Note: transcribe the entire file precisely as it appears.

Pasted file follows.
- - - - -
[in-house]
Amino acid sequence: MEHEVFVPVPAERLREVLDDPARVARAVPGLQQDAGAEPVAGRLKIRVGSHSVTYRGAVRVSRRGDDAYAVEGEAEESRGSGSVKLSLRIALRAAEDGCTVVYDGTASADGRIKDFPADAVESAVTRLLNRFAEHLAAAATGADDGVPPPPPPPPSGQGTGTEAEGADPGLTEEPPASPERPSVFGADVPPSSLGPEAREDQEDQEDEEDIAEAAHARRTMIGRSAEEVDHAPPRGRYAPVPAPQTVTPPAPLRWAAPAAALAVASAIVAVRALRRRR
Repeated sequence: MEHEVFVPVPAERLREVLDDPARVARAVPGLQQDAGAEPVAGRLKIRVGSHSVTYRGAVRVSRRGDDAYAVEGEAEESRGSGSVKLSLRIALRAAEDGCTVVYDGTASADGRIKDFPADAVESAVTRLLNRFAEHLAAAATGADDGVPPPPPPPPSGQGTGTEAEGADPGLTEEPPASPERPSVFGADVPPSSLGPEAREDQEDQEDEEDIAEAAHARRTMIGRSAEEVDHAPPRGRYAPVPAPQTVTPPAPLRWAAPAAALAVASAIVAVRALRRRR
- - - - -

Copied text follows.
[in-house]
Amino acid sequence: MEHEVFVPVPAERLREVLDDPARVARAVPGLQQDAGAEPVAGRLKIRVGSHSVTYRGAVRVSRRGDDAYAVEGEAEESRGSGSVKLSLRIALRAAEDGCTVVYDGTASADGRIKDFPADAVESAVTRLLNRFAEHLAAAATGADDGVPPPPPPPPSGQGTGTEAEGADPGLTEEPPASPERPSVFGADVPPSSLGPEAREDQEDQEDEEDIAEAAHARRTMIGRSAEEVDHAPPRGRYAPVPAPQTVTPPAPLRWAAPAAALAVASAIVAVRALRRRR
Repeated sequence: MEHEVFVPVPAERLREVLDDPARVARAVPGLQQDAGAEPVAGRLKIRVGSHSVTYRGAVRVSRRGDDAYAVEGEAEESRGSGSVKLSLRIALRAAEDGCTVVYDGTASADGRIKDFPADAVESAVTRLLNRFAEHLAAAATGADDGVPPPPPPPPSGQGTGTEAEGADPGLTEEPPASPERPSVFGADVPPSSLGPEAREDQEDQEDEEDIAEAAHARRTMIGRSAEEVDHAPPRGRYAPVPAPQTVTPPAPLRWAAPAAALAVASAIVAVRALRRRR